Editor's Notebook


Over the years, across the multi-generational arc of the Latino community, a common question has been heard: Where are our leaders?

This has been manifested in many ways. For example, we are so diverse as to defy the very idea of unity. What does a college educated Argentinean have in common with a Guatemalan farm laborer? They may not even speak the same language. It follows that no one leader could ever claim to speak for all of us. If so, does that make us less of a community?

But when leaders arise, we have not been kind to them. Often we are more willing to stab them in the back than get behind them. The old saying that no lid is needed for the basket of Latino crabs (since we yank each other down) is all too true. To draw from personal experience in the world of publishing, my worst critics, litigants, and nay-sayers have all been Latinos.

Even if are our own worst enemies, why do we find it so difficult to stand up for each other? A case in point is some of the vicious anti-immigrant rhetoric spewed by the current occupant of the White House. Again, some of my most heated arguments about these insults have been with Latinos rationalizing what was said, or even agreeing with it. Why did our leaders not stand up for us?

Apparently, they were too busy shooting themselves. In recent weeks, two of the most mainstream Latino advocacy groups, the League of United Latin American Citizens (LULAC) and the U.S. Hispanic Chamber of Commerce (USHCC), have lined up in circular firing squads. The facts in each case are unique, for to paraphrase Tolstoy, all unhappy families are so in their own way. Yet in both cases, a long-serving leader resigned amid threatened litigation and wild conspiracy theories. While LULAC staff members revolted against their president, at the USHCC there were allegations of fraud, sexual harassment, and blatant conflicts of interest.

None of this was remotely of interest to the vast majority of Latinos around the country, who are largely unaware of such organizations claiming to represent them. But it provided considerable gossip for the Latino activists, lobbyists, and journalists in Washington, DC known as the Cucaracha Circuit.  In the time of Trump, these organizations have struggled for relevancy, having little or no access to the White House. Is the only choice between irrelevancy and embarrassment?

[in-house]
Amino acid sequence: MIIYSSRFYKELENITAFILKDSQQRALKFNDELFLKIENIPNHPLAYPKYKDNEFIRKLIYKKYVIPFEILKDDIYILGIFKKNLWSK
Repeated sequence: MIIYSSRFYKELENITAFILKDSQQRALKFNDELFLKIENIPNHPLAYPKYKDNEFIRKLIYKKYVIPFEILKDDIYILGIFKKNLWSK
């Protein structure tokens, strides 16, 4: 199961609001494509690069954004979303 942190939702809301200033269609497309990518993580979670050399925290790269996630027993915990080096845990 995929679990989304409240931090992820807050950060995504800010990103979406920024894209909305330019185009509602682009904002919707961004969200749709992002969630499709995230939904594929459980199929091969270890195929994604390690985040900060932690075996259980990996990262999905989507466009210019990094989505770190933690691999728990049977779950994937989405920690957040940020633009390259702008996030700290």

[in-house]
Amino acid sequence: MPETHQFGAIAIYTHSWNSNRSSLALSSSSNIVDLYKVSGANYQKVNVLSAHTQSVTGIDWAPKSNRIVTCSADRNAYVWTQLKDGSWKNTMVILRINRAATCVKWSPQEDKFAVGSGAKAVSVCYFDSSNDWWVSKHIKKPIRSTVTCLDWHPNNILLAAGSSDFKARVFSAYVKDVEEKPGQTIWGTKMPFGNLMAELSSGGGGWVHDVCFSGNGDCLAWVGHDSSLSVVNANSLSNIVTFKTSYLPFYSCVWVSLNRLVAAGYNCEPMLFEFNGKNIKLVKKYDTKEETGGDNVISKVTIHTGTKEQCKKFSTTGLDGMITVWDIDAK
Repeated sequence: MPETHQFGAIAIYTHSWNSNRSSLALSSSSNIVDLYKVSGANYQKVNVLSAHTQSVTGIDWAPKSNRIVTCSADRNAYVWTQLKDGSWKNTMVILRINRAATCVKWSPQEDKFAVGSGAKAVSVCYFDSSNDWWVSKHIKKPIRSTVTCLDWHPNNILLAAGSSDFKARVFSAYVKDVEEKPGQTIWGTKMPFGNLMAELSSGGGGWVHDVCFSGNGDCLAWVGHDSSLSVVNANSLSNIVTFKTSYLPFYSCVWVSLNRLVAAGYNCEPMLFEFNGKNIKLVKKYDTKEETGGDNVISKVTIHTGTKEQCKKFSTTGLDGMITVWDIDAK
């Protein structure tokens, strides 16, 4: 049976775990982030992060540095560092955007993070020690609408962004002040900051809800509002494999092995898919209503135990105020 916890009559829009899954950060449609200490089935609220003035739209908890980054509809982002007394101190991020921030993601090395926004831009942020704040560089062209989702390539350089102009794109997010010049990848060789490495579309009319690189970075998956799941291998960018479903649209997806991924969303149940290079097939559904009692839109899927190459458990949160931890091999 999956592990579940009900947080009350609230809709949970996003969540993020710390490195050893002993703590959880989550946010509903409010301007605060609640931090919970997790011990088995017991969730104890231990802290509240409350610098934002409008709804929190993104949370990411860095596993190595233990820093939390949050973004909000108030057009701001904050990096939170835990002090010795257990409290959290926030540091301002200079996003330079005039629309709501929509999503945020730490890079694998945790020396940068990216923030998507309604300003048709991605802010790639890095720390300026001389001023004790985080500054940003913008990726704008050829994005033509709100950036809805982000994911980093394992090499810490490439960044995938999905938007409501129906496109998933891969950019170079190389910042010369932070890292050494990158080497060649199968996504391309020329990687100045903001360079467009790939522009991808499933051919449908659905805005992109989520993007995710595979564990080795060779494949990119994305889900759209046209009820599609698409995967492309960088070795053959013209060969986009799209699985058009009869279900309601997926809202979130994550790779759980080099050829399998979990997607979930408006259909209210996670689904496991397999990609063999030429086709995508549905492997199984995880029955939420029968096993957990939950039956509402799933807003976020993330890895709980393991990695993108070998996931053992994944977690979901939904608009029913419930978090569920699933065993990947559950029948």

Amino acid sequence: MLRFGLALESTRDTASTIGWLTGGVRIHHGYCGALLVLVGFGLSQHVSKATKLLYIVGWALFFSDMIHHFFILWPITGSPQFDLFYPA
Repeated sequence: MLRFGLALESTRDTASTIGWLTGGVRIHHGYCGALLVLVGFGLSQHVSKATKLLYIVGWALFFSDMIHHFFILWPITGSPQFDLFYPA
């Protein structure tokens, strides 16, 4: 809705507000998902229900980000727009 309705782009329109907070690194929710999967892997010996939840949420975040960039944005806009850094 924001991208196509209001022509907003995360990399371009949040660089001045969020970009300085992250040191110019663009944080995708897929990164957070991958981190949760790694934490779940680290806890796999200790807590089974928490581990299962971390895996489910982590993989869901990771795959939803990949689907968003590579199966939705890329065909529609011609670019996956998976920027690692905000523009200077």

But as all this was happening, a true leader emerged. The tragic shooting at Marjory Stoneman Douglas High School in Parkland, FL where 17 teachers and students were brutally gunned down, shocked the nation. While elected officials offered only  “thoughts and prayers,” a group of students who survived took action, and demanded a ban on assault weapons and other gun control measures.  One of the most poised and visible was Emma Gonzalez, the Cuban American teenager profiled by Roberto Santiago (p. 12).

At the massive March for Our Lives rally in Washington, DC on March 24, attended by nearly a million people, Emma took the podium: “Since the time that I came out here, it has been 6 minutes and 20 seconds, the shooter has ceased shooting and will soon abandon his rifle and blend in with the students so he can walk free for an hour before arrest,” she said. “Fight for your lives before it is someone else’s job.”

She and her fiercely committed, media-savvy classmates remain undaunted despite being  dismissed by lawmakers and demonized by NRA supporters. Most recently, our favorite bigot in Congress. Rep. Steve King (who once compared the calves of young Mexican immigrants to canteloupes) insulted her Cuban heritage. One might ask, “Have you no shame?” but we already know the answer.

The contrast between Emma and her Cucaracha counterparts is laughable.  The Parkland students are not Gen X or Millennials but Gen Z, the generation that will be running things before long, so the outlook is good in the years to come. A change of the guard is always welcome, so the departures at LULAC and USHCC might lead to positive change at these and other advocacy groups. But the lesson to be drawn for Latinos is that we must look for leadership where we can find it. Our leaders will emerge in response to the challenges we face as a community, just as did Emma, if we have confidence in ourselves. #NeverAgain